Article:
From UPSC perspective, the following things are important :
Prelims level : Nothing Much
Mains level : Women's Representation in Politics
National parties have fielded very less percentage of women in Lok Sabha elections.
Situation of national Parties
- Outburst of women in politics shows, women are tiring of the power differential in the national parties — with ample reason.
- Neither the BJP nor the Congress has done more than talk about women’s political empowerment.
- In the current elections to the Lok Sabha, they have fielded 12 per cent and 13.7 per cent of women candidates, respectively.
- That is far less than the commitments by two “regional” parties — Trinamool Congress has fielded 40 per cent women candidates, while BJD has fielded 33 per cent.
Questions need to be raised
- The question to be asked of both the BJP and the Congress is: How do they claim to be “national” parties if they do not attempt to adequately represent the political aspirations of 50 per cent of the country’s people?
- The question of representation is also inevitably tied to equity.
- When a patriarchal culture and society confines a majority of women to subordinate social and economic roles, politics must find a way of punching holes into the walls — and let some air in.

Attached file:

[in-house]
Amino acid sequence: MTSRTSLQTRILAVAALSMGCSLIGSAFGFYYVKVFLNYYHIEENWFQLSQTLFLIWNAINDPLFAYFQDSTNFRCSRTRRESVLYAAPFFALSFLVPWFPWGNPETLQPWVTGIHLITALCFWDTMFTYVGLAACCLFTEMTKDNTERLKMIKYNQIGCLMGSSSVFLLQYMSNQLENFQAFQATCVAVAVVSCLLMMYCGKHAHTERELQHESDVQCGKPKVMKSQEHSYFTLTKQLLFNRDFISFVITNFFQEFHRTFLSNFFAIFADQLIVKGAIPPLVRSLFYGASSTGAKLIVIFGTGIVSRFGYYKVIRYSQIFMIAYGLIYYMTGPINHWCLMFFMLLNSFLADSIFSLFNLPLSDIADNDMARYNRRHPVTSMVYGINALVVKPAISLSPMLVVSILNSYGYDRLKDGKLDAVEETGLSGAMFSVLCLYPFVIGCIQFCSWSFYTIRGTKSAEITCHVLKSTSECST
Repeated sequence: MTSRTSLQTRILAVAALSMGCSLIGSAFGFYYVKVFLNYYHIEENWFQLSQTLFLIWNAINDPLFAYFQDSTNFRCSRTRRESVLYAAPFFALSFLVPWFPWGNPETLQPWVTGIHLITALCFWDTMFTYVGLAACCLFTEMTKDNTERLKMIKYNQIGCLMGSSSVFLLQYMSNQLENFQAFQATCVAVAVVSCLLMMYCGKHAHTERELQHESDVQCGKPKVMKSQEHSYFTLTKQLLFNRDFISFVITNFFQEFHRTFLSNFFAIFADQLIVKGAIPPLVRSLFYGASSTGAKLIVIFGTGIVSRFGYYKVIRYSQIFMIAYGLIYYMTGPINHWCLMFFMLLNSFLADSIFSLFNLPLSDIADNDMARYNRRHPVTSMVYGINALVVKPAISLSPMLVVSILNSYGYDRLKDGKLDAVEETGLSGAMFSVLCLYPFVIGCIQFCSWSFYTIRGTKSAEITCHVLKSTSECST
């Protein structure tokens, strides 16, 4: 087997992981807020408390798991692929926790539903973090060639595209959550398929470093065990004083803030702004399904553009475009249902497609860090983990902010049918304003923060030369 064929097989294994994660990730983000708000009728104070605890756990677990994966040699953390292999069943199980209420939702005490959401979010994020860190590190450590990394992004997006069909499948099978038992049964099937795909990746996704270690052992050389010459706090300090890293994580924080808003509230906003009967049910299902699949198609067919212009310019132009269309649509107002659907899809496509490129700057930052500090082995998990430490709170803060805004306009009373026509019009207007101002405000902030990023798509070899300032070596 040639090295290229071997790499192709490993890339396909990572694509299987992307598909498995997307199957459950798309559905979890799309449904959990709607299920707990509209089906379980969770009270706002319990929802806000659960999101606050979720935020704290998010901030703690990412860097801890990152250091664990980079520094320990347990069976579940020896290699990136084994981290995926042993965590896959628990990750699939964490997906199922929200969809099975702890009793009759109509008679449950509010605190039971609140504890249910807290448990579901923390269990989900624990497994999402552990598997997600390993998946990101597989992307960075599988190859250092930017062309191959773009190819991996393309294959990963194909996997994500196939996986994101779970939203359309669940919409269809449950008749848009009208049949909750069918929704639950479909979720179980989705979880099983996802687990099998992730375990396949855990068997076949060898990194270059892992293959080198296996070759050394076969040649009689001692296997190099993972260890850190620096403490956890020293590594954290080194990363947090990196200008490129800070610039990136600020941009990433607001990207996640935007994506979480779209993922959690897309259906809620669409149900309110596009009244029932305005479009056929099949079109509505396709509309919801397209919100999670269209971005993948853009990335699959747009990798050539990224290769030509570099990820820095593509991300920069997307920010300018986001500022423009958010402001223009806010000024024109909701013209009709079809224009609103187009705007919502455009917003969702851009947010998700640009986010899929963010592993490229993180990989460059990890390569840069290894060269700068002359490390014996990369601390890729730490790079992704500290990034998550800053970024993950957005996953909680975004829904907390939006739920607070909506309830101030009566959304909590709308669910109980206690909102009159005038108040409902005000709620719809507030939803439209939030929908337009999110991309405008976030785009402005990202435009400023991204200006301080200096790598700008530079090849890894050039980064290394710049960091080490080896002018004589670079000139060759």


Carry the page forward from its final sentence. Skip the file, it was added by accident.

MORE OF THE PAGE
- That is not to say that parties should be blind to the calculus of competing interests that determine elections, but they must also ask themselves why they have so far made little space for women’s ambitions.
- As women rightfully complained, dynasty cannot be the only factor in choosing women candidates.
- Several social and political firestorms have shown — whether it is the debate over triple talaq, or the allegations of sexual assault against minister, or the agitation for women’s entry to Sabarimala — that Indian women are forcefully renegotiating the terms of their social contract, even if they are not always in a position of strength.
- But for these contestations to bring in substantial and far-reaching change, political power is essential.
- Not just that, to bring in a fresh perspective on lawmaking, there is no better prescription than an infusion of new talent — of people from various gendered, caste and class positions.
Politics is, of course, a balancing act between the demands of pragmatism and idealism. But in this case, national parties have brazenly and consistently chosen to ditch equality for realpolitik. As more voices speak up, they must realise that the time’s up for patriarchal condescension.